New at Bernheim Arboretum and Research Forest is the “Forest Giants in a Giant Forest” exhibit, larger-than-life sculptures created from recycled wood and on display for three years. Photo: Bernheim Arboretum and Research Forest

Big appetite? Feast your eyes on the biggest burgoo kettle in Kentucky, squatting outside Owensboro’s Moonlite Bar-B-Q Inn restaurant. And chomp your teeth down on the largest country ham and biscuit, cooked onsite at Cadiz’s annual Trigg County Country Ham Festival, held in October.

Stretch out on the biggest rental houseboat in the country aboard the supersized Independence Series 1100 at the State Dock—which also offers the largest fleet of rental houseboats in the nation—at Lake Cumberland State Resort Park. Tour the longest aging warehouse of its design in the world at Castle & Key Distillery’s Warehouse B near Frankfort; it can store as many as 35,000 barrels of the good stuff.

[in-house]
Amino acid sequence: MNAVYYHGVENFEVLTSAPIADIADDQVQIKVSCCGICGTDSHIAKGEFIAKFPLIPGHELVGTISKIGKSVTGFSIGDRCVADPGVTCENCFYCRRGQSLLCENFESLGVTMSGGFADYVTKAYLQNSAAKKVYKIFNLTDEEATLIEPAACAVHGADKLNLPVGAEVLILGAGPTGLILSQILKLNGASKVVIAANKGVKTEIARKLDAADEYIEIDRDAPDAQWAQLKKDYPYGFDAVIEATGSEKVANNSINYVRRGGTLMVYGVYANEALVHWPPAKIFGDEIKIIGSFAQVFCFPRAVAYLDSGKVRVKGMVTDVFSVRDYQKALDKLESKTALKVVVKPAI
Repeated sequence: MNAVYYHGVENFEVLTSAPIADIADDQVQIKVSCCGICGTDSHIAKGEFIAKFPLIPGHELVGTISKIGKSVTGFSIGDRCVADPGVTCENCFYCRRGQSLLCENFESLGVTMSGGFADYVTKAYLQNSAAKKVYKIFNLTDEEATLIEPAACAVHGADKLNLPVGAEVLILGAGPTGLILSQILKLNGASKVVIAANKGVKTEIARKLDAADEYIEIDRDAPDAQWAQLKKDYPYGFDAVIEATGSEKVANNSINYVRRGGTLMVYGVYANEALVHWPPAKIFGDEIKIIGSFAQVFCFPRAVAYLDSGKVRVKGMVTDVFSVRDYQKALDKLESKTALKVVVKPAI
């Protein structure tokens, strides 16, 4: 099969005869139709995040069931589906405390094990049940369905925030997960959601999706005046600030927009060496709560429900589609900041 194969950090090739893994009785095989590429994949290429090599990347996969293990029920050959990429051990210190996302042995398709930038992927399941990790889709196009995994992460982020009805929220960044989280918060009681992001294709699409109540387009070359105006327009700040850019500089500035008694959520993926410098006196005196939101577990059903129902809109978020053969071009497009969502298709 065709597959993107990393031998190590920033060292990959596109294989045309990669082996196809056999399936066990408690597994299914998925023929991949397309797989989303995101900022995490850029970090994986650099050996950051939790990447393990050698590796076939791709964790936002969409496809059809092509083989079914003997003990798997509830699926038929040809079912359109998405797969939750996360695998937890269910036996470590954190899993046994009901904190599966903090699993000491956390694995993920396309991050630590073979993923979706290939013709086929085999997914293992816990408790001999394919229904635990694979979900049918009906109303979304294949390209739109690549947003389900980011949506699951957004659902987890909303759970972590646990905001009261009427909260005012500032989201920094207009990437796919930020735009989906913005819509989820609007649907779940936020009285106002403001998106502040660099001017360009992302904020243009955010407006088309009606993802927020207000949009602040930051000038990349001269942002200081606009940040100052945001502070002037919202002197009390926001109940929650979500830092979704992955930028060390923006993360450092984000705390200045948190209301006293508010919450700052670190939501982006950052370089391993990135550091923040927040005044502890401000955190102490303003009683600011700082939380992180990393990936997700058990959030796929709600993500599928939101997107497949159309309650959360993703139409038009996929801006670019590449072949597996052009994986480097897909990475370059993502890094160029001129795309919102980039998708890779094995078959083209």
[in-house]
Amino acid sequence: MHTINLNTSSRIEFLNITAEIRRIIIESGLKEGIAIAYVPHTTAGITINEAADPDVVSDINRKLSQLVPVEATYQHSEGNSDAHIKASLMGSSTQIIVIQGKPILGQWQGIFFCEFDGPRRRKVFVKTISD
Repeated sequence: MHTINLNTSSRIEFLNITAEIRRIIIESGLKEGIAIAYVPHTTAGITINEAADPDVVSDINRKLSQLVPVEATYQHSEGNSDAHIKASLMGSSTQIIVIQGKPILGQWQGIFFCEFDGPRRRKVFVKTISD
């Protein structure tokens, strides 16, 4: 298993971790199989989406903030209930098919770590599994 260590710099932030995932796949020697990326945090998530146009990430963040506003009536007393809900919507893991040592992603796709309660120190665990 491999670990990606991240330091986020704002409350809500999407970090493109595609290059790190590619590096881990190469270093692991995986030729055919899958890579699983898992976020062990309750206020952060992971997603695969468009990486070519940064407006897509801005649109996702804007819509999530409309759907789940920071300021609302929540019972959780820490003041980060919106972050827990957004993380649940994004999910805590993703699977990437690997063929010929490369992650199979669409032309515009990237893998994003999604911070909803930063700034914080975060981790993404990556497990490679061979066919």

The “Biggest Fork in the Road” was assembled by the Franklin-Simpson High School welding class, with teacher Jeremy Loveall overseeing construction. Photo: Simpson County Tourism Commission

Before he discovered bourbon in 1789, Rev. Elijah Craig opened a classical academy in 1788; we know it as Georgetown College, the oldest Baptist college west of the Allegheny Mountains. Georgetown College is home to numerous antebellum buildings and three art galleries. Photo: Georgetown/Scott County Tourism